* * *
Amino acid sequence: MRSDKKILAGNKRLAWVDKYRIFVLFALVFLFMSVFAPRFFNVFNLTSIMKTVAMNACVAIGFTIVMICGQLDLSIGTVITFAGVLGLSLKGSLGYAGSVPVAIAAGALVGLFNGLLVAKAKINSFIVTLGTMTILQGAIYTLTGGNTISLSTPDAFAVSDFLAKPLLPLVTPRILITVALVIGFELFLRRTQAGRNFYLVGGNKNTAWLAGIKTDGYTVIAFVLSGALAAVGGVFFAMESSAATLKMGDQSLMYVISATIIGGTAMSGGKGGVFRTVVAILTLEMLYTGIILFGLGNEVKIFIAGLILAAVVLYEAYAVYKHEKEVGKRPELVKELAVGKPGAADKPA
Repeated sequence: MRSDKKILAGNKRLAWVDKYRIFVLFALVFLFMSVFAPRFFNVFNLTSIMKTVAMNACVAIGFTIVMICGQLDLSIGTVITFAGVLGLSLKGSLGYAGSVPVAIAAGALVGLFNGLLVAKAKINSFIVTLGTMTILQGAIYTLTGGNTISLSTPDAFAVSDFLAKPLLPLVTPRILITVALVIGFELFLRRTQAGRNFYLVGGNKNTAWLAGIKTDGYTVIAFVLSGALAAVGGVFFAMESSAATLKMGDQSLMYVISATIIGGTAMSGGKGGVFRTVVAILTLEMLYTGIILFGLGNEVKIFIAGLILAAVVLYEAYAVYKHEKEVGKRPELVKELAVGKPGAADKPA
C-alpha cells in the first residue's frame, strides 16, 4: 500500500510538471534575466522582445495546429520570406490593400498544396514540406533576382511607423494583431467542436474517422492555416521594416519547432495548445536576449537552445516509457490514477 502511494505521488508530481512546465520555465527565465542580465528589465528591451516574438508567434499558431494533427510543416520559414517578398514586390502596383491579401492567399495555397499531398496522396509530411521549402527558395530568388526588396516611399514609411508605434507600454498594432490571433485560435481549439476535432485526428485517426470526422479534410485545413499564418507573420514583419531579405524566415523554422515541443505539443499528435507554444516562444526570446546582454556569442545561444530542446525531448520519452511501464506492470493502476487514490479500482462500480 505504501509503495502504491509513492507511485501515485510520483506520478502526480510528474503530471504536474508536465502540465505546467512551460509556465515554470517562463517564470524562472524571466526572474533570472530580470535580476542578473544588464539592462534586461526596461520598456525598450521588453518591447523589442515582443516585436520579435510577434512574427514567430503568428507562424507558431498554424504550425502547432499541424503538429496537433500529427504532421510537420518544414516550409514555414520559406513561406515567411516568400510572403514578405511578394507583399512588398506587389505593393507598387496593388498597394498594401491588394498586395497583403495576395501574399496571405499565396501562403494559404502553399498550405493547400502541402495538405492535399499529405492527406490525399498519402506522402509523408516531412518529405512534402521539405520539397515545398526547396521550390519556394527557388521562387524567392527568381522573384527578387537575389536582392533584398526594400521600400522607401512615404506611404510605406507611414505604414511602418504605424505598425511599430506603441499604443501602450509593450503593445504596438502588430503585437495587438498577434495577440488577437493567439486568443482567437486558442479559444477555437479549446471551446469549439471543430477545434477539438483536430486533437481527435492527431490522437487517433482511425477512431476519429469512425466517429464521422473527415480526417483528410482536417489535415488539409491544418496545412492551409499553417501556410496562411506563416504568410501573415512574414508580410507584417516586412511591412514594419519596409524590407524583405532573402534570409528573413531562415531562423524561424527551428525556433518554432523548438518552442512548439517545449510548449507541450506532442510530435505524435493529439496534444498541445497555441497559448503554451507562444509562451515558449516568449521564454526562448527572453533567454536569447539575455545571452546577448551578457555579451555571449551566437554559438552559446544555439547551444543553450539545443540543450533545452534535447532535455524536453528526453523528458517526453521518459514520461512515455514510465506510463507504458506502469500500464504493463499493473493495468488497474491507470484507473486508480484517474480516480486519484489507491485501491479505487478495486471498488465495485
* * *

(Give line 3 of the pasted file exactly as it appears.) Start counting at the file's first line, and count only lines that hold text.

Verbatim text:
C-alpha cells in the first residue's frame, strides 16, 4: 500500500510538471534575466522582445495546429520570406490593400498544396514540406533576382511607423494583431467542436474517422492555416521594416519547432495548445536576449537552445516509457490514477 502511494505521488508530481512546465520555465527565465542580465528589465528591451516574438508567434499558431494533427510543416520559414517578398514586390502596383491579401492567399495555397499531398496522396509530411521549402527558395530568388526588396516611399514609411508605434507600454498594432490571433485560435481549439476535432485526428485517426470526422479534410485545413499564418507573420514583419531579405524566415523554422515541443505539443499528435507554444516562444526570446546582454556569442545561444530542446525531448520519452511501464506492470493502476487514490479500482462500480 505504501509503495502504491509513492507511485501515485510520483506520478502526480510528474503530471504536474508536465502540465505546467512551460509556465515554470517562463517564470524562472524571466526572474533570472530580470535580476542578473544588464539592462534586461526596461520598456525598450521588453518591447523589442515582443516585436520579435510577434512574427514567430503568428507562424507558431498554424504550425502547432499541424503538429496537433500529427504532421510537420518544414516550409514555414520559406513561406515567411516568400510572403514578405511578394507583399512588398506587389505593393507598387496593388498597394498594401491588394498586395497583403495576395501574399496571405499565396501562403494559404502553399498550405493547400502541402495538405492535399499529405492527406490525399498519402506522402509523408516531412518529405512534402521539405520539397515545398526547396521550390519556394527557388521562387524567392527568381522573384527578387537575389536582392533584398526594400521600400522607401512615404506611404510605406507611414505604414511602418504605424505598425511599430506603441499604443501602450509593450503593445504596438502588430503585437495587438498577434495577440488577437493567439486568443482567437486558442479559444477555437479549446471551446469549439471543430477545434477539438483536430486533437481527435492527431490522437487517433482511425477512431476519429469512425466517429464521422473527415480526417483528410482536417489535415488539409491544418496545412492551409499553417501556410496562411506563416504568410501573415512574414508580410507584417516586412511591412514594419519596409524590407524583405532573402534570409528573413531562415531562423524561424527551428525556433518554432523548438518552442512548439517545449510548449507541450506532442510530435505524435493529439496534444498541445497555441497559448503554451507562444509562451515558449516568449521564454526562448527572453533567454536569447539575455545571452546577448551578457555579451555571449551566437554559438552559446544555439547551444543553450539545443540543450533545452534535447532535455524536453528526453523528458517526453521518459514520461512515455514510465506510463507504458506502469500500464504493463499493473493495468488497474491507470484507473486508480484517474480516480486519484489507491485501491479505487478495486471498488465495485